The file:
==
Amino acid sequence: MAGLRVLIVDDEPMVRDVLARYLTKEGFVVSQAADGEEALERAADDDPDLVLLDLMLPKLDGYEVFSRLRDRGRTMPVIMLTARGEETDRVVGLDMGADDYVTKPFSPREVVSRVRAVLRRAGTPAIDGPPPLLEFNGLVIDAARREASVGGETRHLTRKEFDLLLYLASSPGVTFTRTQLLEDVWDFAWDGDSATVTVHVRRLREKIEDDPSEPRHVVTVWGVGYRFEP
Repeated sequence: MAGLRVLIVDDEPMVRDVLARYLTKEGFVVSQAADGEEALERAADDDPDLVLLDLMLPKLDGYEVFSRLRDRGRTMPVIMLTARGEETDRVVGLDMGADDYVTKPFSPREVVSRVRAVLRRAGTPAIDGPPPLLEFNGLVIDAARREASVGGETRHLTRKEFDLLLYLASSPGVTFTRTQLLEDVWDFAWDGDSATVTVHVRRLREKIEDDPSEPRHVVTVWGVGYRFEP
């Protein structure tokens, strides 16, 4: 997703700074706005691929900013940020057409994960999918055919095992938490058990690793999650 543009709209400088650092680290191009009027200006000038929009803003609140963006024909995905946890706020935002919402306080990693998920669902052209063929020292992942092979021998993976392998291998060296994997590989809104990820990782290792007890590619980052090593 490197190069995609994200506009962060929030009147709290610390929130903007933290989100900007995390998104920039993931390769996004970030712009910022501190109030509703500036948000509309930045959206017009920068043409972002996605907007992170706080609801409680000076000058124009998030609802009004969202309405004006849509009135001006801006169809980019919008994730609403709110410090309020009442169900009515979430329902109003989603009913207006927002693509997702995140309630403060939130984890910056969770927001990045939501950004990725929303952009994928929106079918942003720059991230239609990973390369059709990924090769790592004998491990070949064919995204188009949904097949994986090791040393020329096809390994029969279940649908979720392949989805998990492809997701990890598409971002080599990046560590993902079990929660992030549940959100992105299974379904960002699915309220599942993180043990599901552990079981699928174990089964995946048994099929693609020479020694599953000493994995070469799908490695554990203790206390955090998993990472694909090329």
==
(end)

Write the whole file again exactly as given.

Amino acid sequence: MAGLRVLIVDDEPMVRDVLARYLTKEGFVVSQAADGEEALERAADDDPDLVLLDLMLPKLDGYEVFSRLRDRGRTMPVIMLTARGEETDRVVGLDMGADDYVTKPFSPREVVSRVRAVLRRAGTPAIDGPPPLLEFNGLVIDAARREASVGGETRHLTRKEFDLLLYLASSPGVTFTRTQLLEDVWDFAWDGDSATVTVHVRRLREKIEDDPSEPRHVVTVWGVGYRFEP
Repeated sequence: MAGLRVLIVDDEPMVRDVLARYLTKEGFVVSQAADGEEALERAADDDPDLVLLDLMLPKLDGYEVFSRLRDRGRTMPVIMLTARGEETDRVVGLDMGADDYVTKPFSPREVVSRVRAVLRRAGTPAIDGPPPLLEFNGLVIDAARREASVGGETRHLTRKEFDLLLYLASSPGVTFTRTQLLEDVWDFAWDGDSATVTVHVRRLREKIEDDPSEPRHVVTVWGVGYRFEP
């Protein structure tokens, strides 16, 4: 997703700074706005691929900013940020057409994960999918055919095992938490058990690793999650 543009709209400088650092680290191009009027200006000038929009803003609140963006024909995905946890706020935002919402306080990693998920669902052209063929020292992942092979021998993976392998291998060296994997590989809104990820990782290792007890590619980052090593 490197190069995609994200506009962060929030009147709290610390929130903007933290989100900007995390998104920039993931390769996004970030712009910022501190109030509703500036948000509309930045959206017009920068043409972002996605907007992170706080609801409680000076000058124009998030609802009004969202309405004006849509009135001006801006169809980019919008994730609403709110410090309020009442169900009515979430329902109003989603009913207006927002693509997702995140309630403060939130984890910056969770927001990045939501950004990725929303952009994928929106079918942003720059991230239609990973390369059709990924090769790592004998491990070949064919995204188009949904097949994986090791040393020329096809390994029969279940649908979720392949989805998990492809997701990890598409971002080599990046560590993902079990929660992030549940959100992105299974379904960002699915309220599942993180043990599901552990079981699928174990089964995946048994099929693609020479020694599953000493994995070469799908490695554990203790206390955090998993990472694909090329």